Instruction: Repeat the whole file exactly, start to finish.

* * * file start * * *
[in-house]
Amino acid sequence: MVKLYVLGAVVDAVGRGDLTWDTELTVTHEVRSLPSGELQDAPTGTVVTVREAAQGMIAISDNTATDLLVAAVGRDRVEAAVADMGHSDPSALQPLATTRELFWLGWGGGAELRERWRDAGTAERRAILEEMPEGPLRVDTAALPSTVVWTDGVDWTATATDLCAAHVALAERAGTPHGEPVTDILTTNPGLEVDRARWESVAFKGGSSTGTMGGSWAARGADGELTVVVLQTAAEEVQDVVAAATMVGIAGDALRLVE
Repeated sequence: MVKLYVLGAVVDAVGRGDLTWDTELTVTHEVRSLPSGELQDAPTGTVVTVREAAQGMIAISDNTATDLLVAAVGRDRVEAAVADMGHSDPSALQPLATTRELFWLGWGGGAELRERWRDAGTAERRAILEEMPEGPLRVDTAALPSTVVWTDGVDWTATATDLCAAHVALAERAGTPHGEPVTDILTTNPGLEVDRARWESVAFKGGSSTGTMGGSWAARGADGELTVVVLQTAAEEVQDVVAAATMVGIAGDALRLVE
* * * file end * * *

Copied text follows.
[in-house]
Amino acid sequence: MVKLYVLGAVVDAVGRGDLTWDTELTVTHEVRSLPSGELQDAPTGTVVTVREAAQGMIAISDNTATDLLVAAVGRDRVEAAVADMGHSDPSALQPLATTRELFWLGWGGGAELRERWRDAGTAERRAILEEMPEGPLRVDTAALPSTVVWTDGVDWTATATDLCAAHVALAERAGTPHGEPVTDILTTNPGLEVDRARWESVAFKGGSSTGTMGGSWAARGADGELTVVVLQTAAEEVQDVVAAATMVGIAGDALRLVE
Repeated sequence: MVKLYVLGAVVDAVGRGDLTWDTELTVTHEVRSLPSGELQDAPTGTVVTVREAAQGMIAISDNTATDLLVAAVGRDRVEAAVADMGHSDPSALQPLATTRELFWLGWGGGAELRERWRDAGTAERRAILEEMPEGPLRVDTAALPSTVVWTDGVDWTATATDLCAAHVALAERAGTPHGEPVTDILTTNPGLEVDRARWESVAFKGGSSTGTMGGSWAARGADGELTVVVLQTAAEEVQDVVAAATMVGIAGDALRLVE